Survey reveals 3 unexpected ways college students think about jobs
The first time I stepped foot in my school’s Career Services office was February of my senior year. In spite of efforts by campus administrators, this isn’t a rare pattern; few underclassmen take advantage of career resources. It’s tempting to speculate about timelines of student needs, but we gave students the chance to explain them directly. Surveyed students answered several questions designed to measure their prioritization of several academic and career-oriented goals .
The results in themselves aren’t shocking, but – when we look at key goals separated by graduation year – some interesting patterns emerge.
Examining this data sheds light on what students are thinking about and exactly when they’re thinking about it. These three (sometimes counterintuitive) findings should inform the way schools offer career support.
1) Urgency always trumps importance.
Collegiate career centers constantly echo the refrain “career services aren’t just for juniors and seniors.” Nonetheless, disproportionately few underclassmen take advantage of campus resources. Comparing year-by-year changes in students’ focus on finding a job/internship versus exploring careers reveals that they’re in near-perfect opposition.
When pressure to find an internship spikes sophomore and junior year, prioritization of career exploration plummets. So why is career exploration a low-urgency to-do for students? Two reasons: there are few deadlines, and there aren’t obvious next-steps. Deadlines generate urgency. A possible explanation for the relatively high prioritization of career exploration freshman and sophomore year is the deadline for declaring a major, which students presumably consider a step toward a certain set of careers. Seniors and recent grads feel the urgency of understanding what careers suit them, but it’s overshadowed by the more tangible urgency of actually finding a job. While applying for a job has clear, concrete steps, the process of exploring careers often seems unclear. Career centers can help by giving students specific, approachable steps to career exploration and attaching them to approximate deadlines.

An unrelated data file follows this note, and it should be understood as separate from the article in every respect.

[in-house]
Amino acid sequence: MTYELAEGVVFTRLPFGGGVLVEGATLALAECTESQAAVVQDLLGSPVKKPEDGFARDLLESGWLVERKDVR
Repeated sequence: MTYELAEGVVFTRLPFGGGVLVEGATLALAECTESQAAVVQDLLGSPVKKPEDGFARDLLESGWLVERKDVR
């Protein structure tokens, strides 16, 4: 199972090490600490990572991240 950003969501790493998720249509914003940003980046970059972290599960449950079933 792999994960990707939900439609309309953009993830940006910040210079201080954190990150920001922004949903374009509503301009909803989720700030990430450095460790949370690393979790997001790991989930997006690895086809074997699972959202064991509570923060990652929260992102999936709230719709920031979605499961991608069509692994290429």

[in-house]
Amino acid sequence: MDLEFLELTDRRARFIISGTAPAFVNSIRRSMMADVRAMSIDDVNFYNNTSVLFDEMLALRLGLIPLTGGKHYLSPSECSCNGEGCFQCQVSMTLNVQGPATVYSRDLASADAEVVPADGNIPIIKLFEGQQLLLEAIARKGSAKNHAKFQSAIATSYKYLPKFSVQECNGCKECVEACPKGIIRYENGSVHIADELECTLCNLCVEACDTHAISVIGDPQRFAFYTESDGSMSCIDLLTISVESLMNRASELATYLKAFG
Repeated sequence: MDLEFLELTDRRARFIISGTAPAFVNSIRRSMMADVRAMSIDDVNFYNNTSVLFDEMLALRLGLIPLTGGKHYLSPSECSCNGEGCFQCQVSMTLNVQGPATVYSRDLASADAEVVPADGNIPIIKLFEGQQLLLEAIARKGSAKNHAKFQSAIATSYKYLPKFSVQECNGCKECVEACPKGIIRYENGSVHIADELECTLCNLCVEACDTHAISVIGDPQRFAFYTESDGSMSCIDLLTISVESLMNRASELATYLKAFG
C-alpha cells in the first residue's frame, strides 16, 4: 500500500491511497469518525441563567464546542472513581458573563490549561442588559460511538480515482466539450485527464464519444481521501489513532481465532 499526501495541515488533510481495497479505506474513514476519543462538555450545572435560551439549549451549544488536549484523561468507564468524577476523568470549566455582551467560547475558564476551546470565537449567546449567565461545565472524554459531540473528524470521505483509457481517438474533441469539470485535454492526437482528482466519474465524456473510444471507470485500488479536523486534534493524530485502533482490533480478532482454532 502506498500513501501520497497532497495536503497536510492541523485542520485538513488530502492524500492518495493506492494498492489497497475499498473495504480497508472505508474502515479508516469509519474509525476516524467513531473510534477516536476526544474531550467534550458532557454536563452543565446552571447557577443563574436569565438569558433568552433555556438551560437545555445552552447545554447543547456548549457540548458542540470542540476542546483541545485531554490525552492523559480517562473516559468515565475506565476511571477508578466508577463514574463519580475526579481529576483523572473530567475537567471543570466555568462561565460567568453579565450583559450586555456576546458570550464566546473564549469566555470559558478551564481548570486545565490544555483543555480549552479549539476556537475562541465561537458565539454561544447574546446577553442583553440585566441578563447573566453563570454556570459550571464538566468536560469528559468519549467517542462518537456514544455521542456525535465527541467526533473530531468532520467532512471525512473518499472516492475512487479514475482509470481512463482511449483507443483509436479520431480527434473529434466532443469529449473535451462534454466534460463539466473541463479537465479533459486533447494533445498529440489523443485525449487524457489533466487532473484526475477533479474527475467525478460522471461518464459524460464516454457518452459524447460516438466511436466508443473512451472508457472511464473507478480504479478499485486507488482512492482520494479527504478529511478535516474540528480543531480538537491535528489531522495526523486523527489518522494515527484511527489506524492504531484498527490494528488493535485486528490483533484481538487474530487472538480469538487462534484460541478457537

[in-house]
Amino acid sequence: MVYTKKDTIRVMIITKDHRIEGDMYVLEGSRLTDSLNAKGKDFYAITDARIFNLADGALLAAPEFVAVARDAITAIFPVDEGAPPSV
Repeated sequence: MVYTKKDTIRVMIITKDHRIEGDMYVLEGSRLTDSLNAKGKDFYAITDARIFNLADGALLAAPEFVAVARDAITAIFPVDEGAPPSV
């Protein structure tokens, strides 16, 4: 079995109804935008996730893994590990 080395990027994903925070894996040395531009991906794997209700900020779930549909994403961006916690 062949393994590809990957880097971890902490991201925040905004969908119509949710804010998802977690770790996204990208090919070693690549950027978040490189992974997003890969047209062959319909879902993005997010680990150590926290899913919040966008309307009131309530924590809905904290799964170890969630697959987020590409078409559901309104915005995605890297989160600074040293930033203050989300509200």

2) Confidence in a career path doesn’t increase throughout college.
In fact, if we take prioritization of career exploration as a metric for uncertainty in a career path, career confidence falls by a factor of four between junior and senior year. Traditional thinking assumes college serves as a linear path to a fulfilling job, but the data hints at a more cyclical pattern. Why do seniors suddenly regain interest in career exploration (even relative to finding a job)? Shouldn’t junior-year internships solidify students’ career goals? In reality, many students find their first work experience to be an unwelcome wake-up call. You wanted to be an accountant since you were 6? Turns out you don’t like working at a desk. Nursing has always been your plan? Maybe interacting with patients all day leaves you feeling drained. The most important takeaway here is that career centers need to present first jobs as a continued exploration, not a light at the end of a tunnel.
3) Students want personal connections.
Modern students face a job market where high GPAs are less meaningful than ever before. As professionals increasingly view the workplace as a social space, sharp social skills and deep personal connections are every bit as important to landing a job as technical skills and good grades. Almost every write-in top priority – ranging from “learning how to advance within a company” to “balancing a career and a new marriage” – could best be accomplished by talking to someone who’s had relevant experience. Few respondents identified a need for material resources.
While many facets of life as a student are unpredictable, priority timelines are surprisingly consistent, and career resources should be tailored accordingly.